Protecting indigenous peoples’ rights is protecting everyone’s rights

Indigenous communities around the world are constantly struggling to maintain their rights, their traditions and their knowledge, in a system still dominated by a western worldview. They face the challenge of living in two worlds, the indigenous and the non-indigenous one, in constant tension with each other, with the latter having more power in shaping the former. For centuries, indigenous populations have suffered from invasion and oppression, and oftentimes they have seen their knowledge eclipsed by western knowledge, imposed on them through western institutions. Yet, indigenous populations have managed to survive for centuries adapting in many different ways to adverse climate conditions and managing to create sustainable livelihood systems. Their diverse forms of knowledge, deeply rooted in their relationships with the environment as well as in cultural cohesion, have allowed many of these communities to maintain a sustainable use and management of natural resources, to protect their environment and to enhance their resilience; their ability to observe, adapt and mitigate has helped many indigenous communities face new and complex circumstances that have often severely impacted their way of living and their territories.

Ten years after the adoption of the Declaration on the Rights of Indigenous Peoples, progress in several countries has been made in formally recognizing indigenous peoples, but overwhelmingly they continue to face discrimination, marginalization and major challenges in enjoying their basic rights.

“While indigenous peoples have made significant advancements in advocating for their rights in international and regional fora, implementation of the Declaration is impeded by persisting vulnerability and exclusion, and exclusion, particularly among indigenous women, children, youth and persons with disabilities,” said 40 UN system entities and other international organizations in a joint UN statement, issued on the occasion of the International Day of the World’s Indigenous Peoples, marked annually on 9 August.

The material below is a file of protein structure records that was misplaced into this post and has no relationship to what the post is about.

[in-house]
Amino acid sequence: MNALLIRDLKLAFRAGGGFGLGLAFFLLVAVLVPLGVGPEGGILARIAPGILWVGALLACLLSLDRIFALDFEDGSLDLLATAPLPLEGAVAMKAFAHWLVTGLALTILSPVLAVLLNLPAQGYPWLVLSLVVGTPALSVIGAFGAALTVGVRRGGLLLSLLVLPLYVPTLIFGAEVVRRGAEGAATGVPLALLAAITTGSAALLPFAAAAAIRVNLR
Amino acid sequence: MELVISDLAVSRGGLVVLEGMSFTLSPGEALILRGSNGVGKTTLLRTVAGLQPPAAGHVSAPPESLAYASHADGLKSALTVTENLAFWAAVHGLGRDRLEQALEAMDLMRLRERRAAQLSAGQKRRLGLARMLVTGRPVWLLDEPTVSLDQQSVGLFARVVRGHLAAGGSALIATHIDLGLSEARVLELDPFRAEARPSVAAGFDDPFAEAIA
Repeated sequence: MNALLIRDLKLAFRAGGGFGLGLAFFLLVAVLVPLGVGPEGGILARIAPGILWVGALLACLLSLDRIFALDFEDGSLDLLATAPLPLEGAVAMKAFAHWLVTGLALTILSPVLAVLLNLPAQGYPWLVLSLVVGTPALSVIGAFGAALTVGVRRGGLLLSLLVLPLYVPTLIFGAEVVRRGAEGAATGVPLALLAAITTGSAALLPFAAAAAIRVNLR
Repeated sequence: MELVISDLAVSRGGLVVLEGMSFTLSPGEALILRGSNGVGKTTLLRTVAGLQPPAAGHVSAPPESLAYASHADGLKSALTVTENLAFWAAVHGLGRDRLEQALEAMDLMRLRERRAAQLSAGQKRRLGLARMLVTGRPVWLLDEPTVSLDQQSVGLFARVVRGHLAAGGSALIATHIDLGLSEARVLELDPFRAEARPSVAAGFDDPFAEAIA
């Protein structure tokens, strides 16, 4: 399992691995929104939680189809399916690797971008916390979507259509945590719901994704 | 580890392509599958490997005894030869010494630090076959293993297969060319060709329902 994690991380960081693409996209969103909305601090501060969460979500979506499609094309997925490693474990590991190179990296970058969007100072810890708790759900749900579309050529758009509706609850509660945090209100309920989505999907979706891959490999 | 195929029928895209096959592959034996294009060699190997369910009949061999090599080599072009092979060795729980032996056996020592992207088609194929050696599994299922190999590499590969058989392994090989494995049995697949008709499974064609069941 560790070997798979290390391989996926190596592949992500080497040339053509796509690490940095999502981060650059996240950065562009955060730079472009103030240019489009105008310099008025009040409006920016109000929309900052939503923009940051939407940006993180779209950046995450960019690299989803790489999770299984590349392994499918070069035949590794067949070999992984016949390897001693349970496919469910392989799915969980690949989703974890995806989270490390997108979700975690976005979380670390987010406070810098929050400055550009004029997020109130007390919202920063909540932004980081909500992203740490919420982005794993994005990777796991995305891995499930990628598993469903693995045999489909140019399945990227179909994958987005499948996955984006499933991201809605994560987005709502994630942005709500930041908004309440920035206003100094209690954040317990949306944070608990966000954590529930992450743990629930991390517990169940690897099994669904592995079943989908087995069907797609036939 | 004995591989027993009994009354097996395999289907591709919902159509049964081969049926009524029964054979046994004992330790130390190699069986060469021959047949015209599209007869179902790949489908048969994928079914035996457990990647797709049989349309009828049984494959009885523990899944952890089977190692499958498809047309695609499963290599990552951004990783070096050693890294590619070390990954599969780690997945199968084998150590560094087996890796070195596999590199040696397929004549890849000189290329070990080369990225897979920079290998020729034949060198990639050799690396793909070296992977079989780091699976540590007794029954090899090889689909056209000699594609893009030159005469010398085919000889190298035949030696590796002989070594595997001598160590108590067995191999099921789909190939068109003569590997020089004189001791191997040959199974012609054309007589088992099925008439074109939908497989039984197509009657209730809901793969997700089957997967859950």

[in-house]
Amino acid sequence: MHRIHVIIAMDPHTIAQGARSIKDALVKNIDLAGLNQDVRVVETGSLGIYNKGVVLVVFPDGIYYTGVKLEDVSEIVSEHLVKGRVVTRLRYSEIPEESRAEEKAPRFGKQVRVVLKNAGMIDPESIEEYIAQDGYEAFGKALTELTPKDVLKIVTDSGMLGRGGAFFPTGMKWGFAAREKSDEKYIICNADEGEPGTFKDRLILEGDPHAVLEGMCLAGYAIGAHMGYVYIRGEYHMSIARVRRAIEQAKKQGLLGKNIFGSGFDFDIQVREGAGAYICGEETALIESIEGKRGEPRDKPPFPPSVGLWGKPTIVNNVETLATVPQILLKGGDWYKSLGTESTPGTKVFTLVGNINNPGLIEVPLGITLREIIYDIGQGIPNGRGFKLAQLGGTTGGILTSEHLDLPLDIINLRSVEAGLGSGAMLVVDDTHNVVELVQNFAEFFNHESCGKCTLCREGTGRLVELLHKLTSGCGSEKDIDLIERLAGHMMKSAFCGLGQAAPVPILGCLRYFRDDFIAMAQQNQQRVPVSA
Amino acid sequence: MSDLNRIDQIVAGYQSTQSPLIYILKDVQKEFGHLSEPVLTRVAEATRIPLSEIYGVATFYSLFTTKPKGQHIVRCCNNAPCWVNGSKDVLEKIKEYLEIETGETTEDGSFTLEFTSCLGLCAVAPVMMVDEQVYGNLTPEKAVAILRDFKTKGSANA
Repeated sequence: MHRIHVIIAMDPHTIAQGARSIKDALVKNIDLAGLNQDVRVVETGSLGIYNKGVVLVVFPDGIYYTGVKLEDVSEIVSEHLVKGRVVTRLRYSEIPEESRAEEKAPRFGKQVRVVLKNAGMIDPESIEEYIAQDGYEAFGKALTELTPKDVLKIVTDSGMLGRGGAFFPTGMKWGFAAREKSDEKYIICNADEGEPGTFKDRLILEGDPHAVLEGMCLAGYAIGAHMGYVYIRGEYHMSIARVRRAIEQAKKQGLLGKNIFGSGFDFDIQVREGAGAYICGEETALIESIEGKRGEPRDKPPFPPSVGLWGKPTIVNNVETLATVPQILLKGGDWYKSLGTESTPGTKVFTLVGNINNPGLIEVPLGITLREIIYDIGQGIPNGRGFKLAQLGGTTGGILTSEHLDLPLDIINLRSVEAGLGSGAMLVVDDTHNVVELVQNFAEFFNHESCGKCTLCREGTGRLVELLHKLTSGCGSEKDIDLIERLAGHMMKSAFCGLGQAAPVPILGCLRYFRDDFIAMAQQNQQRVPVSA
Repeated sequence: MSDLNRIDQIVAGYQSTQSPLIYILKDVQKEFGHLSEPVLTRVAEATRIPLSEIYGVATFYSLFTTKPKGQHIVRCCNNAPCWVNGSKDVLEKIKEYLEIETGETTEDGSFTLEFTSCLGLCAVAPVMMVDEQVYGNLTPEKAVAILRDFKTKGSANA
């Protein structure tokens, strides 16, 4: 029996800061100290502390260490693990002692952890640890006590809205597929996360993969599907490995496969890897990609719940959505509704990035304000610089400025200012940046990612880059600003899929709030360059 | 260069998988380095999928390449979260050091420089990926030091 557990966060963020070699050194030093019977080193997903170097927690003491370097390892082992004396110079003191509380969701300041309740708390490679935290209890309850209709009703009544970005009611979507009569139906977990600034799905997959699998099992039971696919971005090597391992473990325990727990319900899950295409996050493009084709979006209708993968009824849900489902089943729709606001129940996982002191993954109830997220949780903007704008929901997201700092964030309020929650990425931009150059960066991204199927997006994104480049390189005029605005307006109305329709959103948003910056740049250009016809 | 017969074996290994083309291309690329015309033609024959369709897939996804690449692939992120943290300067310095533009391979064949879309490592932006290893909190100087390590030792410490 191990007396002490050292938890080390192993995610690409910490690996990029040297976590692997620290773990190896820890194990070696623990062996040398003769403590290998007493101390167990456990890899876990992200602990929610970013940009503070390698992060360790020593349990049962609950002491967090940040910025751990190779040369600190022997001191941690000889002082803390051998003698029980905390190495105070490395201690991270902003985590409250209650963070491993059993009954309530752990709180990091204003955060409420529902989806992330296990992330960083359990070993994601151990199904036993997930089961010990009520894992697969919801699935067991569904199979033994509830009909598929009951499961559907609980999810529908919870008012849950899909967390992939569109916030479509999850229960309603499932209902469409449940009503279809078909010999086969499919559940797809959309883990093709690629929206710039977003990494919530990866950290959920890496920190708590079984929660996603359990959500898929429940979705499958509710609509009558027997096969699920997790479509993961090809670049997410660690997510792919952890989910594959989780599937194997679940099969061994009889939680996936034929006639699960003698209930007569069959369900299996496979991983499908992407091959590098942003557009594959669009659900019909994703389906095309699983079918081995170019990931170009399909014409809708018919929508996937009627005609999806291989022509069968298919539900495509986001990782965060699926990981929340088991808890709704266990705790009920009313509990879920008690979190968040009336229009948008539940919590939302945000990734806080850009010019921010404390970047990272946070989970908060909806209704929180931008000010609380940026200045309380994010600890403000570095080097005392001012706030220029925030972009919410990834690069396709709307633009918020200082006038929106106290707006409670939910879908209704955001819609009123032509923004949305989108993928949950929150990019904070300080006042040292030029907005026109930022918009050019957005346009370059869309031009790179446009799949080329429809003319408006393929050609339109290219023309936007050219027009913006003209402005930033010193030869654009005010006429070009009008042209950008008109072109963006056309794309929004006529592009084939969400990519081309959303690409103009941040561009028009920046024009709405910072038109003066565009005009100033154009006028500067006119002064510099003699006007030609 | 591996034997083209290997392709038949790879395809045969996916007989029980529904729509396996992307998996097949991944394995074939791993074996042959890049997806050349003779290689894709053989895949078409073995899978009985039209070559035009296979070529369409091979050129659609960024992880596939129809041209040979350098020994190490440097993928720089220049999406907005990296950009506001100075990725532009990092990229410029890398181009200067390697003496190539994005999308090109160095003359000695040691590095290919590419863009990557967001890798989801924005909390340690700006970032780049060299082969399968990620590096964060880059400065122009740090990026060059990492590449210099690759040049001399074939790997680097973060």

Indigenous peoples make up less than five per cent of the world’s population, but account for 15 per cent of the poorest. The new sustainable development agenda encompasses many issues that are directly affecting indigenous peoples’ lives. Education, poverty, access to justice and climate change are only a few of the challenges that indigenous people have been and are currently facing. Their knowledge and know-how, deeply rooted in the relationship of indigenous peoples with nature and community, has proven to be efficient to respond to some of these challenges; however, it is not enough. Caught between environmental hazards on one side and development initiatives on the other, if some solutions are not taken rapidly there will be negative consequences for the survival of these populations as well as for their knowledge systems. Knowledge loss has been already responsible for increasing the vulnerability and risk for indigenous populations. It is, therefore, important that the national and international community starts recognizing indigenous peoples and their knowledge as valuable allies in the fight against climate change and sustainable development challenges and in maintaining global biodiversity. In light of the new post-2015 sustainability agenda, joint efforts are urgently required to develop and implement suitable initiatives to empower indigenous peoples to uphold and realise their rights and be involved in the decision making process, becoming in this way active agents of change.

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